Language Hierarchies in Picturebooks

By Nicola Daly, The University of Waikato Te Whare Wānanga o Waikato, New Zealand

A sign reading No matter where you're from, we're glad you're our neighbor in Spanish, English and Arabic on a green, blue and orange background As I mentioned in in my first post for WOW Currents, I am interested in bilingual and multilingual picturebooks and how they arrange the different language texts on the page. To frame my research in this area, I use a sociolinguistic lens called Linguistic Landscape. This approach is more commonly used to examine how languages are displayed in public spaces (for example a streetscape) on signage, and it is interpreted as a reflection of the status and vitality of languages and their associated communities. Which languages are on printed signs, and which are handwritten? When several languages are on one sign, which is larger, which is first?

I have used this approach to examine the interior of picturebooks as if they were each a linguistic landscape of their own. Considering we often use the metaphor of entering another world when we read a book, this works quite well.

I began by examining bilingual picturebooks from New Zealand with English and Māori text. Te Reo Māori, or the Māori language, is one of two official languages in New Zealand, and while we have Māori medium education in New Zealand, educators in English medium settings are also being encouraged to bring more Te Reo Māori into their classrooms. Māori has a strong presence within New Zealand English in everyday usage, and has experienced a Renaissance since the 1980s; however, it is still an endangered language. For all of the reasons, there is an increase in the number of bilingual texts where the full text is given in both languages. When I looked at some of these books using a linguistic landscape lens, the books which had the explicit purpose of helping readers to learn Māori, gave the Māori text more space; it was often larger and given first.

Cover of Kei Te Pehea Koe? with a woman with pink hair and a grey cat in a basket in front of a rainbowI went on to look at Spanish-English picturebooks in the Marantz Collection at Kent State University, and most of the books I looked at gave English priority over Spanish by giving it first–not necessarily larger–but also sometimes giving author bios and other paratextual information in English only. Someone I spoke to about why English often comes first in Spanish-English bilingual picturebooks discussed the idea that if Spanish came first, the books might go into a “foreign language” area of a book shop or a library and so would be less widely available.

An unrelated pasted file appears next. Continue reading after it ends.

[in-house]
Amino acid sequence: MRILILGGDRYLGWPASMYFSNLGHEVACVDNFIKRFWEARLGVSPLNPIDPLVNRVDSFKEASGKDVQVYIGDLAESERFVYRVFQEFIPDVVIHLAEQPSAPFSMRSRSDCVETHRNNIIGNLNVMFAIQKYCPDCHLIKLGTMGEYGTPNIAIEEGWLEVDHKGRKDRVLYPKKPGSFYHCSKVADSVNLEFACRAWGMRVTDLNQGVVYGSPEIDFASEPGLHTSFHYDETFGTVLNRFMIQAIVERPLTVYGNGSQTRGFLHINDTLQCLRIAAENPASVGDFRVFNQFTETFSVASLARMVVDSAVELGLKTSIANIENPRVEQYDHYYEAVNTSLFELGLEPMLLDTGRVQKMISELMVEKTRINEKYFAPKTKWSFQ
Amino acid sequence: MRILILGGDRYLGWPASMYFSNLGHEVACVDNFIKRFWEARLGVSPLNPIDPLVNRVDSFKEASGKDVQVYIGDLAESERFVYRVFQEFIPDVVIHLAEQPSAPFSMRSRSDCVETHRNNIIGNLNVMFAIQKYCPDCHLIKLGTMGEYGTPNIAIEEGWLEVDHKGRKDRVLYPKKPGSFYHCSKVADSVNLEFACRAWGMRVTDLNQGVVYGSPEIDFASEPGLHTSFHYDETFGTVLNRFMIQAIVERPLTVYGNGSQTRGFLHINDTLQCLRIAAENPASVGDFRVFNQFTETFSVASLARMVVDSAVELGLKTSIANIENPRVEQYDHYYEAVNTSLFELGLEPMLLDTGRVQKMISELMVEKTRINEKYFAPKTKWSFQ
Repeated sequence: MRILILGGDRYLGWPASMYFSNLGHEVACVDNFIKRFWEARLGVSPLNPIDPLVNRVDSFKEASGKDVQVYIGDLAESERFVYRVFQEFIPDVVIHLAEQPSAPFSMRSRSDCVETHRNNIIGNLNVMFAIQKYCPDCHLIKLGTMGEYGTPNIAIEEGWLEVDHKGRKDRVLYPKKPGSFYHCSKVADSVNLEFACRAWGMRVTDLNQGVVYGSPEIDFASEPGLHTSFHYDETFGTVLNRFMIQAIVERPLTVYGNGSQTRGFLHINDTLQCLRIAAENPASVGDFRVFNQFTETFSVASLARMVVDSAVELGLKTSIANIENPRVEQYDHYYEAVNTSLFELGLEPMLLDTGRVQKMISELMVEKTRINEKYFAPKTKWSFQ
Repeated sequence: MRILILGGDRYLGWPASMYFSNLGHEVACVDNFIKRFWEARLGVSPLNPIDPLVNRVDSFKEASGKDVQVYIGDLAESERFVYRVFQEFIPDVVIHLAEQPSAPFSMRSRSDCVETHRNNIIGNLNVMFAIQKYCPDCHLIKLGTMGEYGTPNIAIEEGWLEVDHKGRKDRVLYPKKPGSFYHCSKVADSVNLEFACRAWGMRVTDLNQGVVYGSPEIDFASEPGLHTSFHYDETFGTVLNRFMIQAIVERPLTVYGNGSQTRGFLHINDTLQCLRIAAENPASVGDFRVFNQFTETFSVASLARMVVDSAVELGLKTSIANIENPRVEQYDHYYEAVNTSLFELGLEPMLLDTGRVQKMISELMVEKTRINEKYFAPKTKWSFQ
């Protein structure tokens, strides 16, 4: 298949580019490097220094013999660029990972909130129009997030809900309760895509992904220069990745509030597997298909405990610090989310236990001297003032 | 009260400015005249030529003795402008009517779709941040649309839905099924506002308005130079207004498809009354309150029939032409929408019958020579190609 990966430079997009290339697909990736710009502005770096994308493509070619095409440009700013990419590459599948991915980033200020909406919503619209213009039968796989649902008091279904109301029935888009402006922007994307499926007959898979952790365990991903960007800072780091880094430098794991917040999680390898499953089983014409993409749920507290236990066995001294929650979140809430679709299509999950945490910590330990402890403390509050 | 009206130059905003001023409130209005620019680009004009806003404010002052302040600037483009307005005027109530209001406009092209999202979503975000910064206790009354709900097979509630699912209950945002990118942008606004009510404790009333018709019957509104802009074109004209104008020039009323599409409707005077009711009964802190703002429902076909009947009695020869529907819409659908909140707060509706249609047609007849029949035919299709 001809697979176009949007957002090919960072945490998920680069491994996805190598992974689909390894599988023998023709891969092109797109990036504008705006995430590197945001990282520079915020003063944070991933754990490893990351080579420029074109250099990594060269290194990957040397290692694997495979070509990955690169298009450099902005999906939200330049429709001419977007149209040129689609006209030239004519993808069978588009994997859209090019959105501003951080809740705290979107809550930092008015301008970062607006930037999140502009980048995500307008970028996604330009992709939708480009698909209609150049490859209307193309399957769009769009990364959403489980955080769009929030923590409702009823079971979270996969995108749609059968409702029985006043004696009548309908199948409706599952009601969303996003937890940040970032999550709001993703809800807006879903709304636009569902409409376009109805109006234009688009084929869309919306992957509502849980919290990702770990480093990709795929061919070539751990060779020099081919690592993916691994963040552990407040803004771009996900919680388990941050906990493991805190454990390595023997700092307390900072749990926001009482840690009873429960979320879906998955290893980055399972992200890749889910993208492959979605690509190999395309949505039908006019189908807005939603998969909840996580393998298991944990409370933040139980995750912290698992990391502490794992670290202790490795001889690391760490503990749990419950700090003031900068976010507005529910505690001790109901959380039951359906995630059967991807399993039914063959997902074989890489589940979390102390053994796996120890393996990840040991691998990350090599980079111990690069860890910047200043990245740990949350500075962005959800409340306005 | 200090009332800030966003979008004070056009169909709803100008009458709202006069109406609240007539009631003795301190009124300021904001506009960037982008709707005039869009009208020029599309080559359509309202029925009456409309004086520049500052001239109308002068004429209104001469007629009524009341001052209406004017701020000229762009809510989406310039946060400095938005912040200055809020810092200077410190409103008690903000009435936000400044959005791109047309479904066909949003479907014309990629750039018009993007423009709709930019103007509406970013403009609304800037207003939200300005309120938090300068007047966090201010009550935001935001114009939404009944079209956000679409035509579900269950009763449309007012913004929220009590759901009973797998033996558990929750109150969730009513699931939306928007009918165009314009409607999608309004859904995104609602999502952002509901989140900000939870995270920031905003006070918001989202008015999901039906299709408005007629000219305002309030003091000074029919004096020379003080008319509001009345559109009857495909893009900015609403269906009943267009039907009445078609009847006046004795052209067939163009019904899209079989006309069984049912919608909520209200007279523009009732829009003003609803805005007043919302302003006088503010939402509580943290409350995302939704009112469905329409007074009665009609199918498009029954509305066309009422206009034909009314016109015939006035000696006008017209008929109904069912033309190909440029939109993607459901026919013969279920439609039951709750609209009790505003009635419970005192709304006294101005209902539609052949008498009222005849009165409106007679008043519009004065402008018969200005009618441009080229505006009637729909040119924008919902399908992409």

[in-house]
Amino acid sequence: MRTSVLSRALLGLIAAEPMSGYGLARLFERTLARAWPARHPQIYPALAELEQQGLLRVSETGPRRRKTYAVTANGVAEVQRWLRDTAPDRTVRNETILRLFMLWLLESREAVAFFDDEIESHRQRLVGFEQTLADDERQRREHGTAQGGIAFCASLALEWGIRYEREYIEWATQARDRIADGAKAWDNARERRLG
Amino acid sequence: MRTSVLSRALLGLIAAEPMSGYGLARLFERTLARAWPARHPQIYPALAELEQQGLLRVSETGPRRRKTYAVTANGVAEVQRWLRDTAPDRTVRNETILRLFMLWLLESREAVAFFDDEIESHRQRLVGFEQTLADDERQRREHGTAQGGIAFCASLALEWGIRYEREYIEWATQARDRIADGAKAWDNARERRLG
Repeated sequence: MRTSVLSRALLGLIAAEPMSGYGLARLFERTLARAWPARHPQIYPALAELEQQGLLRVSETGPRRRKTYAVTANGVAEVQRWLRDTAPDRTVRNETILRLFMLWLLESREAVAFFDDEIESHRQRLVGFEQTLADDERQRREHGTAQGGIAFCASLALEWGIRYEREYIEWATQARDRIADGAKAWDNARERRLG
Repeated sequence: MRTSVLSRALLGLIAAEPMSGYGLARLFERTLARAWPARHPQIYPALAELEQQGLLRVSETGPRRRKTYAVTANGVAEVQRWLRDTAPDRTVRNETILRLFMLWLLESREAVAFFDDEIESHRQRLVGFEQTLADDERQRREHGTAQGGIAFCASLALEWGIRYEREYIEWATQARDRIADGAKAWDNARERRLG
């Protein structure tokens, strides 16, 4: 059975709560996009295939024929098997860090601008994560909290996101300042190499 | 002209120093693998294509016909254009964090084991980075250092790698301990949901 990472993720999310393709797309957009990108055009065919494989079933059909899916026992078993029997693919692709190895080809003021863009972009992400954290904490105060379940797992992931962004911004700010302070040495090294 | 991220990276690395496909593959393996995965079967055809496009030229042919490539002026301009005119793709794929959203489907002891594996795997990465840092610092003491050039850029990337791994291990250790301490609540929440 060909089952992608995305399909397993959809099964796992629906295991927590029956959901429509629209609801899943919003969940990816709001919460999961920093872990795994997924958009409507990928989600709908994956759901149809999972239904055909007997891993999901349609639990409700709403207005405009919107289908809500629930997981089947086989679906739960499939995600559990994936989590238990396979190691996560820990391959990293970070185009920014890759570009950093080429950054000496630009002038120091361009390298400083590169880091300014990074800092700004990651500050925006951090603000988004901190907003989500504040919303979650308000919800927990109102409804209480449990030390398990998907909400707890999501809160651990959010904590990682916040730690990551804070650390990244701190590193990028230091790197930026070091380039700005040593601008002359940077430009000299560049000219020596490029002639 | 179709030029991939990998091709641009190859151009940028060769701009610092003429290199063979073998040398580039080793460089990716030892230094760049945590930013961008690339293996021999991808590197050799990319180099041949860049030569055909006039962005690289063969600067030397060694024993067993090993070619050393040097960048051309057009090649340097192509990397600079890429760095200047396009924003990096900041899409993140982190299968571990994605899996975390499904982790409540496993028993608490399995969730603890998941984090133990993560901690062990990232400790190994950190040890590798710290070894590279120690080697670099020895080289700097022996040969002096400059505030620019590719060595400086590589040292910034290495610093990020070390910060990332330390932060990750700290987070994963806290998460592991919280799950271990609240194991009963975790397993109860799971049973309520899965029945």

Cover of My colors, My world with a girl on a pink cloud over a house and smiling pink sunIn 2017, I was based at the International Youth Library in Munich, Germany where I examined picturebooks with more than two languages. One, for example, contained 11 languages, representing all of the official languages of South Africa. When I researched the sociolinguistic context behind the country of publication of each of the books, the order and space given to each language usually represented the number of speakers of each language in that context; the languages with the most speakers came first, the language with the second most speakers came second, etc. Where this wasn’t the case, the languages included in addition the “host” country language (for example, Japanese) might be a range of international languages such as English, French and German, which you could imagine a parent may wish their child to know. Or, in one book that didn’t completely reflect the sociolinguistic context from which it came, when I researched the author, it was a reflection of the languages her family used.

Cover reading no hon or The Book of ABC with various animals faces surrounding the titleOf course, it makes sense that a picturebooks as a cultural artefact, reflects the sociolinguistic context in which it is written. In an article I wrote for The Conversation in 2018, I argue that picturebooks can also challenge these linguistic hierarchies, and particularly when there is an endangered indigenous language, they can be used as a tool to change the power structures behind every linguistic landscape.

Author Bio
Nicola Daly is a senior lecturer in the Division of Education at the University of Waikato, Hamilton, New Zealand where she teaches courses in children’s literature and language learning and pedagogy. Her research focus is multilingual picturebooks and her recent publications can be found in The Linguistics Landscapes International Journal, the Journal of Multilingualism and Multiculturalism, and the New Review of Children’s Literature and Librarianship. She has been a recipient of several fellowships related to her research in children’s literature including the Internationale Jugendbibliothek Fellowship (2017); Marantz Picturebook Collection Fellowship (2016); Dorothy Neal White Collection Fellowship recipient (2014), and most recently, the Fulbright New Zealand Scholar award (2019-2020). She has also co-edited several books including, Daly, N., Limbrick, L. & Dix, P. (Eds.) (2018). Understanding ourselves and others in a multiliterate world. London: Trentham Press.

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